May 2, 2010
“Where come from?” asks an artisan who stands puffing a cigarette in a doorway in Caltagirone. He looks like a Sicilian baron, with lush lips, an important nose, and hair shiny with pomade.
“Ah! I have cousin Stefano Battaglia, he live in New Jersey. Maybe you know?”
“No0000. It’s a very big place!”
“Take me to America!” the man says with a sudden smile. “America more beautiful than Sicilia.”
I wonder why Sicilians always respond like this when I say where I’m from. Are they hungry for a compliment or do they really believe America is a better place?
When I tell him Sicily is più bella, he frowns, like he doesn’t believe me.
I’m in Caltagirone for my ceramics fix. Some recent purchases: a fragile pot, pasta bowls, and a holy water font, all in Caltagirone’s colors of citrus yellow, Ionian blue, and basil green.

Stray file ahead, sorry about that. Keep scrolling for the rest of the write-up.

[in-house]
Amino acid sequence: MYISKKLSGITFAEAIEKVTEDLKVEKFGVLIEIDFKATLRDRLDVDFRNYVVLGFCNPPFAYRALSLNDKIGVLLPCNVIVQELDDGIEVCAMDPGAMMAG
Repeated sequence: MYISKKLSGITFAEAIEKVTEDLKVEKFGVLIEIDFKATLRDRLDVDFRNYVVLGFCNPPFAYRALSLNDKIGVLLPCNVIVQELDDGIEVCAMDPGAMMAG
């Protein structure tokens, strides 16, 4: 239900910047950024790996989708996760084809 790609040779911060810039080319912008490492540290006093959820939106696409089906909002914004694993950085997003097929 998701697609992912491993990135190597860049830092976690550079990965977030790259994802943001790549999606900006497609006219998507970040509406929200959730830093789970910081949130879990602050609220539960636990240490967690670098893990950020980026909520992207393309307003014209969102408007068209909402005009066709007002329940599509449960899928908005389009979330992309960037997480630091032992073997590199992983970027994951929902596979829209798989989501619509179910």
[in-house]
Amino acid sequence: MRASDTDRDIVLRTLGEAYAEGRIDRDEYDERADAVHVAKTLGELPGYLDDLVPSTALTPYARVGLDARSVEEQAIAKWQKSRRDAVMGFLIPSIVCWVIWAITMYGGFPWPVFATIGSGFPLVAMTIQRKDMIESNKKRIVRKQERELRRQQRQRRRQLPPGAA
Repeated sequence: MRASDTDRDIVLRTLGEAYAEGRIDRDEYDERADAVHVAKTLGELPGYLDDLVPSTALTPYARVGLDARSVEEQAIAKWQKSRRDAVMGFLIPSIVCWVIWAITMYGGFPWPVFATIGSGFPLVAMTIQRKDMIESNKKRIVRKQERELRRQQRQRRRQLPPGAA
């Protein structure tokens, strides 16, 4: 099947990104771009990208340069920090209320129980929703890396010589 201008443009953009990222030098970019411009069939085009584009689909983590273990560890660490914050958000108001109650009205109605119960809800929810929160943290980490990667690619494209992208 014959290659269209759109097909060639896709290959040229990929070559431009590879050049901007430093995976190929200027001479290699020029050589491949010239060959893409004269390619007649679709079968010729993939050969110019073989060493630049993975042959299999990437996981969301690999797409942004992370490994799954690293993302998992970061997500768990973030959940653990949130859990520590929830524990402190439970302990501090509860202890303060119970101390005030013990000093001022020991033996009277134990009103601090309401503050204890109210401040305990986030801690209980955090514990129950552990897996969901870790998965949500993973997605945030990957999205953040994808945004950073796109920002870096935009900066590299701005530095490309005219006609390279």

Little mom and pop shops brimming with tiles and jugs and mugs line the famous stairway. The quality varies, and you have to bargain. Some of the best artists are represented in the Palazzoceramico, on your right after you’ve gone up a handful of steps. There’s a museum and a cute coffee shop inside, too.
Or you can fuel up on espresso on the main piazza, Piazza del Municipio. Go up the staircase into the big building with the three arches, and you’ll bump into this cafe.
Crane your head upwards and a huge, tangled battle scene with the Moors will come into view.
Caltagirone is one of the eight baroque World Heritage Sites in southeast Sicily. It has lush churches, a superb ceramics museum and pretty gardens. Restaurants are few and far between, but I can recommend la Piazzetta for its good quality and prices (try the cool semifreddo with warm chocolate sauce for dessert). Shops close between 1pm and 4pm (of course), but most are open on Sunday.
One more thing: Don’t forget to strike up a conversation with the charming pensioners standing in clumps all over town.